Monetary donations of cash and checks will be accepted. Checks should be made out to American Red Cross with “Japan Tsunami Fund” in the memo line.

This past Tuesday, Dodger Stadium hosted a drive-through relief event that raised funds for Japan.

The Dodgers have a long-standing history with Japan dating back to the 1950s. Current Dodgers from Japan include pitcher Kuroda and minor leaguers Nishijima, Takano and Boothe. Nine members of the front office are also originally from Japan

Day 30 Spring Training Report

Here is todays lineup for the Dodgers: Furcal SS, DeJesus 2nd, Ethier RF, Kemp CF, Loney 1st, Uribe 3rd, Thames LF, Navarro c, De La Rosa SP

Below are Day 30 Spring Training notes from the Dodgers:
  • GEARING UP: The Dodgers travel to Scottsdale to take on the Giants for the fourth and final time this spring, having dropped the first three matchups between the division rivals. The two clubs will meet next on Opening Day, March 31, at Dodger Stadium for a nationally-televised primetime contest on ESPN.

  • THE FINAL 42: Following yesterday’s game, infielder/outfielder Jerry Sands and infielder Justin Sellers were reassigned to minor league camp. Sands, the Dodgers’ 2010 Minor League Player of the Year, batted .364 with two home runs, five RBI and a .773 slugging percentage in 16 games with the big league club. The Dodgers now have 42 players left in camp with an even split of pitchers and position players.

  • BOMBS AWAY: The Dodgers slugged three home runs yesterday, including back-to-back jacks by Hector Gimenez and Gabe Kapler in the eighth inning as Los Angeles scored a 6-4 comeback win over the Diamondbacks. Matt Kemp put the Dodgers on the board with a two-run blast in the fourth inning off Aaron Heilman for his team-leading third homer of the spring. Kemp is batting .316 on the spring and leads the Dodgers in hits (12), home runs, RBI (9) and total bases (24).

(Pic Link: Yfrog Dodgers)
  • LITTLE BIG LEAGUE: The minor league schedule kicks off today with four games against the Rangers as a trio of big leaguers will join the future Dodgers with Ted Lilly pitching in a game on the back fields at Camelback Ranch and Jay Gibbons and Jamey Carroll playing in Surprise. Also back at Camelback Ranch, Vicente Padilla will throw off a mound for the first time since having forearm surgery on February 24.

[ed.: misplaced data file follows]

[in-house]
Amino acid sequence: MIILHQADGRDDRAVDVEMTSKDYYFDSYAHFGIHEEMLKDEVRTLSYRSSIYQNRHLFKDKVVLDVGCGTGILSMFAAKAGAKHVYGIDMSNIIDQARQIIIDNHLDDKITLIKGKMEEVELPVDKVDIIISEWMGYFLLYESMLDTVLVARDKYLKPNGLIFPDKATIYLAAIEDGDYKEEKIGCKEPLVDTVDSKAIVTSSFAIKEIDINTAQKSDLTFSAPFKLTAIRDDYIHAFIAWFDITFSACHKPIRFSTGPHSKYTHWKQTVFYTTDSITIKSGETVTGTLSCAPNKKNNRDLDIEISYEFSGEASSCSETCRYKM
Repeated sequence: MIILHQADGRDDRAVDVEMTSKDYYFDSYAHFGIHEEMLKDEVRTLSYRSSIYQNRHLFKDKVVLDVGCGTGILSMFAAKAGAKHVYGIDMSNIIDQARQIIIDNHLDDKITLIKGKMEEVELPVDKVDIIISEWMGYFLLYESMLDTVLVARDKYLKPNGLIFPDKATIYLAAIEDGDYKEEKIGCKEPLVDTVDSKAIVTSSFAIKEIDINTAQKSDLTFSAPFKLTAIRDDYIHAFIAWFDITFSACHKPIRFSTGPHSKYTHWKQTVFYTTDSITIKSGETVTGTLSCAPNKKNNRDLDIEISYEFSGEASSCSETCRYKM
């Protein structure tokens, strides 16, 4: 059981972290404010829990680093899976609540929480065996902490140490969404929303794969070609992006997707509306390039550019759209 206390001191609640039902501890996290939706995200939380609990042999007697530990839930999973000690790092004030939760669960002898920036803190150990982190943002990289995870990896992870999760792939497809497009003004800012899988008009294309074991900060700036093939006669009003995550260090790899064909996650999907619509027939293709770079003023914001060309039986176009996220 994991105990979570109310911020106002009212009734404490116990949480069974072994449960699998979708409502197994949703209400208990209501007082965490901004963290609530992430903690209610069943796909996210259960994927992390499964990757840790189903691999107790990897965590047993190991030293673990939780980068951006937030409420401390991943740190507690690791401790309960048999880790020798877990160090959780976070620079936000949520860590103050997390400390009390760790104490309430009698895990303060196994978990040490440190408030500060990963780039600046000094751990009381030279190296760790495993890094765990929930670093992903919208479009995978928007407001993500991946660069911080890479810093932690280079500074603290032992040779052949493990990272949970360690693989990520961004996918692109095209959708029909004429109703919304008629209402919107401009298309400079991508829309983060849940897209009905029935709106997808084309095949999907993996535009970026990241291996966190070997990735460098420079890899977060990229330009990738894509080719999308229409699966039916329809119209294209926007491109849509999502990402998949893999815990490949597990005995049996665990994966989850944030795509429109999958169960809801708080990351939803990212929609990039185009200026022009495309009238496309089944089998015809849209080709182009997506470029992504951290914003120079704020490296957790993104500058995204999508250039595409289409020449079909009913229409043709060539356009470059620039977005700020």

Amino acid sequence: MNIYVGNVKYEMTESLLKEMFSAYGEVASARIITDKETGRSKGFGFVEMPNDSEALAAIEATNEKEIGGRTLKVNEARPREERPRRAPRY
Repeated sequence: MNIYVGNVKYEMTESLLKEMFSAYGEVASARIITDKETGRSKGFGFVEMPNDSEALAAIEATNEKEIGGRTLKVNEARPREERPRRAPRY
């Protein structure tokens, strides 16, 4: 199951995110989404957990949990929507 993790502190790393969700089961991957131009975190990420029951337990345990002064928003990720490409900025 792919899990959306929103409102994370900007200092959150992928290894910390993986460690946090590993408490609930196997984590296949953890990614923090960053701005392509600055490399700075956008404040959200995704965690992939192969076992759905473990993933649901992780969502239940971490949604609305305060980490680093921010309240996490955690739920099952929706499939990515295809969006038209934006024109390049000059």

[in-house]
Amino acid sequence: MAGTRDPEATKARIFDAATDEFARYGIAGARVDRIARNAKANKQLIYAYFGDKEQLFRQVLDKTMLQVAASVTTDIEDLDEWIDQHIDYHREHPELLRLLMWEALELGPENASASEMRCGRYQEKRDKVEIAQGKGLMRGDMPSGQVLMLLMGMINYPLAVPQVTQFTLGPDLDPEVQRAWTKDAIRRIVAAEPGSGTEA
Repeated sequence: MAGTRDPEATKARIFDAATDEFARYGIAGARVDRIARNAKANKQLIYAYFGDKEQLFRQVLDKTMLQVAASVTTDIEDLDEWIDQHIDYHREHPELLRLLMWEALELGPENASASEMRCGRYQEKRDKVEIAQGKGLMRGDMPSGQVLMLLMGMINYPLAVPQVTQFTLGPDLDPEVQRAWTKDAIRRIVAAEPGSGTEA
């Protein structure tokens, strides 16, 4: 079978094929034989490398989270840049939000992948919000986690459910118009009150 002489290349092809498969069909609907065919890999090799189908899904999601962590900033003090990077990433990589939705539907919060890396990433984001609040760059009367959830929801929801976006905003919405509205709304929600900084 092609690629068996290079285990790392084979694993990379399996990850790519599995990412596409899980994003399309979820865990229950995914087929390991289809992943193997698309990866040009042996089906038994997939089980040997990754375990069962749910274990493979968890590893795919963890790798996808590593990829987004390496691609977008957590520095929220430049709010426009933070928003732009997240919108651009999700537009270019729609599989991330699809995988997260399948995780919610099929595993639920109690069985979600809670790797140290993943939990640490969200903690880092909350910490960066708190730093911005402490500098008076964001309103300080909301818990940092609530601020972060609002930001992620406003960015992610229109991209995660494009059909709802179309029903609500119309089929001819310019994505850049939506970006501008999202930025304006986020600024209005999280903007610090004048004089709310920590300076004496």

• THE RUB: The Dodgers’ reigning Minor League Pitcher of the Year Rubby De La Rosa will make his second start of the spring after striking out two and surrendering just one hit over 2.0 scoreless innings on Sunday against the Cubs in Las Vegas. The 22-year-old has limited opposing hitters to a .182 batting average without issuing a walk and struck out five in 6.0 Spring Training innings. RHP Ramon Troncoso, RHP Blake Hawksworth, RHP Kenley Jansen and LHP Ron Mahay will follow De La Rosa to the mound this afternoon. The Giants will counter with RHP Jeff Suppan.

  • LEADERBOARD: Dodger outfielder Marcus Thames is tied for third in the Cactus League with five doubles while fellow newcomer Tony Gwynn Jr. is tied for second with six steals. Gwynn is hitting .344 (11-for-32) and is second on the club in hits, trailing just Matt Kemp, who has 12. Trent Oeltjen, who became the fourth Australian-born player to suit up for the Dodgers last season, leads all Dodger hitters with a .438 average (min. 15 at-bats).

(PicLink: Yfrog Dodgers)
  • MAKING HIS BID: Xavier Paul stroked a double in his only at-bat yesterday and has caught fire of late, batting .545 (6-for-11) with a double, triple and one RBI over his last five games dating back to March 12. The 26-year-old is batting .290 (9-for-31) with a home run and three RBI in 17 Spring Training games.

  • BLUE CHIPS: A few Dodgers players and staff have a stake in this year’s NCAA tournament as Tony Gwynn Jr. (San Diego State), Strength and Conditioning Coach Brendon Huttmann (Kansas) and right-hander Josh Lindblom (Purdue) have their alma maters in the dance. Meanwhile, Dodgertalk host Josh Suchon has already ruined one of his brackets by picking his SDSU Aztecs to win it all, while his co-host Joe Block saw his Michigan State Spartans’ hopes dashed last night by the hometown UCLA Bruins.

(PicLink: Yfrog Dodgers)
  • BOYS IN BLUE: The Third Annual UMPS CARE Charities online auction is underway at, featuring priceless memorabilia and one-of-a kind experiences for teams throughout baseball. Fans can bid on a Dodger batting practice experience among the other great packages until March 20.

Blog Kiosk: 3/18/2010

Let's start the season, already!
  • New Dodger billboards are out and Vin Scully is My Homeboy has a pic of a beauty. "It's Time For The Voice Of Summer"
  • Even better, Left Field Pavilion made their own hilarious billboards, check them all out here.
  • Here's a great article from Steve Dilbeck about the the real vintage Dodgertown, it's St. Patrick's Day tradition and the painful loss of our teams history at the hands of a marketing campaign.
  • The Seattle Times has a story focused on some former MLB'ers in Japan.

    At least Ruiz, who homered off Josh Beckett, Andy Pettitte and A.J. Burnett during a late-season run with Toronto in 2009, is safe. He was playing with the Tohoku Rakuten Golden Eagles in an exhibition game 400 miles away last Friday and never felt the magnitude-9.0 quake.

    Ruiz first learned of the disaster when umpires suddenly stopped the game in the eighth inning. The team's English translator explained the situation to Ruiz and fellow former major leaguers Darrell Rasner and Ryan Speier, and fans were sent home.

    Ruiz and the other Eagles - Kaz Matsui, Byung-Hyun Kim and Akinori Iwamura, among them - are practicing in Nagoya, about 300 miles from their hard-hit home in the port city of Sendai. They're staying in a hotel, feeling guilty.

  • Gold Baseballs? Are you kidding me? From Sports Collectors Daily.
  • They destroyed this Lamdo!
  • Atlantis?
  • Michael Lewis, the soothsayer? In 1989 he wrote "How a Tokyo Earthquake Could Devastate Wall Street and the World Economy." Read a copy of it here at The Big Picture.
  • Star Wars?